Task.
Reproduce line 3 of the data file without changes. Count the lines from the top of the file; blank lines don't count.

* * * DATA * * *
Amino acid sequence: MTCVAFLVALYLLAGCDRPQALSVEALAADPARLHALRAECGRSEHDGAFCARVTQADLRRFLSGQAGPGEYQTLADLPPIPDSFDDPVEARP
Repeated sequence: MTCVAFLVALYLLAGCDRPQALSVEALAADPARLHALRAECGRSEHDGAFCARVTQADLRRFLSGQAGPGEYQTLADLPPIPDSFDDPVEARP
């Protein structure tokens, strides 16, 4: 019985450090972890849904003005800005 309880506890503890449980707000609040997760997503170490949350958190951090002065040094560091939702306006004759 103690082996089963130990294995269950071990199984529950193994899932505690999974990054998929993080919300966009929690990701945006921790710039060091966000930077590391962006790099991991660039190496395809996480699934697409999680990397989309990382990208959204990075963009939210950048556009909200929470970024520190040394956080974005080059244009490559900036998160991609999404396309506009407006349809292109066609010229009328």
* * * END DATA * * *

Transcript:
């Protein structure tokens, strides 16, 4: 019985450090972890849904003005800005 309880506890503890449980707000609040997760997503170490949350958190951090002065040094560091939702306006004759 103690082996089963130990294995269950071990199984529950193994899932505690999974990054998929993080919300966009929690990701945006921790710039060091966000930077590391962006790099991991660039190496395809996480699934697409999680990397989309990382990208959204990075963009939210950048556009909200929470970024520190040394956080974005080059244009490559900036998160991609999404396309506009407006349809292109066609010229009328």